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Plant-derived natural agents as dietary supplements for the regulation of glycosylated hemoglobin: A review of clinical trials.

Authors
  • Rezaeiamiri, Elnaz1
  • Bahramsoltani, Roodabeh2
  • Rahimi, Roja3
  • 1 Faculty of Pharmacy, Tehran University of Medical Sciences, Tehran, Iran; PhytoPharmacology Interest Group (PPIG), Universal Scientific Education and Research Network (USERN), Tehran, Iran. , (Iran)
  • 2 Department of Traditional Pharmacy, School of Persian Medicine, Tehran University of Medical Sciences, Tehran, Iran. , (Iran)
  • 3 Department of Traditional Pharmacy, School of Persian Medicine, Tehran University of Medical Sciences, Tehran, Iran; Evidence-Based Medicine Group, Pharmaceutical Sciences Research Center, Tehran University of Medical Sciences, Tehran, Iran. Electronic address: [email protected] , (Iran)
Type
Published Article
Journal
Clinical nutrition (Edinburgh, Scotland)
Publication Date
Feb 01, 2020
Volume
39
Issue
2
Pages
331–342
Identifiers
DOI: 10.1016/j.clnu.2019.02.006
PMID: 30797623
Source
Medline
Keywords
Language
English
License
Unknown

Abstract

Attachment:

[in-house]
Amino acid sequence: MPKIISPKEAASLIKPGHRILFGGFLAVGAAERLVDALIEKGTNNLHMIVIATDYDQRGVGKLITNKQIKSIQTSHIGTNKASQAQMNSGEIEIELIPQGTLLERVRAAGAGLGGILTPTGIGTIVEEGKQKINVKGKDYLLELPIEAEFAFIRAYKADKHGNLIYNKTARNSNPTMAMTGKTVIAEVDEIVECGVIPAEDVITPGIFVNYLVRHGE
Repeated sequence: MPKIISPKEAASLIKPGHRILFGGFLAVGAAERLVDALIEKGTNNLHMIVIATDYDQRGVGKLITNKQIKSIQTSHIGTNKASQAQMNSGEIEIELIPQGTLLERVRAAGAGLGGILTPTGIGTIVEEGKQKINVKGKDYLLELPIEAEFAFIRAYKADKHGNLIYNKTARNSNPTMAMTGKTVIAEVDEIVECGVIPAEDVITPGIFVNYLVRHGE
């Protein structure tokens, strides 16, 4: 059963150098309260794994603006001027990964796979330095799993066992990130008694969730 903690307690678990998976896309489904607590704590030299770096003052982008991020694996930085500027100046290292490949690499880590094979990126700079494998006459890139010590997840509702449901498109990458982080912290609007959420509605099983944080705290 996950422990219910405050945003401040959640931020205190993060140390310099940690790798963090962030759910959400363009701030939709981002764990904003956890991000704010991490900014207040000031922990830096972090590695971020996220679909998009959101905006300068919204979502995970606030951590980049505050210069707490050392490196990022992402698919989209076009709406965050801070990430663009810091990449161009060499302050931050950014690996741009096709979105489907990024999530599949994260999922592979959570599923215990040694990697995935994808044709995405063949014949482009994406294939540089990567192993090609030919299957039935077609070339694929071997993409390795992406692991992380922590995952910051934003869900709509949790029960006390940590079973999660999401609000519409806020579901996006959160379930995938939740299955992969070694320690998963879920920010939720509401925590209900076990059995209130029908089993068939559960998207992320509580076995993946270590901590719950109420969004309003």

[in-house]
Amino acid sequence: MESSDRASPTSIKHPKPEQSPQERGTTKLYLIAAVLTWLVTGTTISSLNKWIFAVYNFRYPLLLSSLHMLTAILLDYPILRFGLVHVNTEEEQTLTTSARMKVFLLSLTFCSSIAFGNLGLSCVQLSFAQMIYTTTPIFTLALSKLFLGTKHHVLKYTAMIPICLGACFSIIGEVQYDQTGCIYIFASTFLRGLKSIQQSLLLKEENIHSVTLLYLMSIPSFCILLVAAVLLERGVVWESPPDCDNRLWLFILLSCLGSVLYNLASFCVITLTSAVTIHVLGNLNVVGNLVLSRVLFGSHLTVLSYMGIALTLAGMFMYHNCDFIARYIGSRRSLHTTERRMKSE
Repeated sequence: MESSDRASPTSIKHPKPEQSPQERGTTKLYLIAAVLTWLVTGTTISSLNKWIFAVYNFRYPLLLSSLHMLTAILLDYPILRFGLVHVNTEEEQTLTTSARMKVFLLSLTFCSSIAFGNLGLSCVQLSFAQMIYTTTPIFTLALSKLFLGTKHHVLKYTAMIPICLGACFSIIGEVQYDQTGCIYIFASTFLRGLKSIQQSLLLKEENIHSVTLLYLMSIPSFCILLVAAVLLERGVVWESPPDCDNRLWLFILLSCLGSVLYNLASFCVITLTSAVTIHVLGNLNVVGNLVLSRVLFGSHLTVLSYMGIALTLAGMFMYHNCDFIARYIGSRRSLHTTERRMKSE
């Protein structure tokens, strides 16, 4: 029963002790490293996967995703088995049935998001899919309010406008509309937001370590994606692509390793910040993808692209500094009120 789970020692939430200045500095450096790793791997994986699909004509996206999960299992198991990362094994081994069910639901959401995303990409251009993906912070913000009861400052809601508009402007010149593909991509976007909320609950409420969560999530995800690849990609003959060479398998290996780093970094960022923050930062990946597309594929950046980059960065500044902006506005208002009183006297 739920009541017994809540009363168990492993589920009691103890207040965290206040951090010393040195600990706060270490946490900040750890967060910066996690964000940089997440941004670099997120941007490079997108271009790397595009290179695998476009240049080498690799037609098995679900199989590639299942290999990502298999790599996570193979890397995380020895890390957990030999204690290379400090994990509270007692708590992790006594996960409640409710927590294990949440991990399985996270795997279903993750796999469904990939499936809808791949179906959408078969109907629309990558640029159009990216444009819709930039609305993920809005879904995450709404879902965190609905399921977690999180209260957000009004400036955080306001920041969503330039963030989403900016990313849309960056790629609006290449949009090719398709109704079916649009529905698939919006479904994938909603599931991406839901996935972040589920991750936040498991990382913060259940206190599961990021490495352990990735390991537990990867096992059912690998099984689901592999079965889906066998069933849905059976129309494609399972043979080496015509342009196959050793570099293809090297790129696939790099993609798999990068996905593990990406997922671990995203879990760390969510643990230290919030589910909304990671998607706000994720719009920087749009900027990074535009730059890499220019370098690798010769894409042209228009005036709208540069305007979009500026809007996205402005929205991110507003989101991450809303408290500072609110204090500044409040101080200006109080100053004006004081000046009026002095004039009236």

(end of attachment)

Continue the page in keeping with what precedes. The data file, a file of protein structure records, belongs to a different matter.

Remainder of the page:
Type 2 diabetes mellitus (T2DM) is a metabolic disorder affecting a growing number of patients all over the world. T2DM complications are positively associated with HbA1c which is a long-term glycemic marker. Medicinal plants and their isolated phytochemicals have been extensively used as dietary supplements for the management of chronic disorders including T2DM. Current paper aims to review clinical trials evaluated the effect of phytochemicals for long-term management of T2DM considering the HbA1c level. Electronic databases including PubMed, Scopus and Cochrane were searched using the keywords "phytochemical", "extract", "herb", or "plant" and "HbA1c" or "glycosylated hemoglobin" in the title/abstract from the date of inception until May 2017. English and Persian language papers were included. References of the retrieved papers were also screened for relevant studies. Of 2435 studies, 39 relevant clinical trials were finally included in which phytochemicals including berberine, curcumin, catechin, silymarin, resveratrol, pycnogenol, isoflavones, lignans, isohumulone, saponins, corn bran hemicellulose and pinitol were examined. Berberine and silymarin had the strongest evidence regarding their effectiveness in long-term management of HbA1c; however, lack of enough toxicological studies suggests to stay on the safe side for the administration of these agents in diabetic patients. Current data regarding the efficacy of other phytochemicals are still controversial due to small follow-up period, methodological problems and small sample size. Future well-designed clinical trials are necessary to confirm the safety and efficacy of phytochemicals for long-term glycemic control of diabetic patients. Copyright © 2019 Elsevier Ltd and European Society for Clinical Nutrition and Metabolism. All rights reserved.

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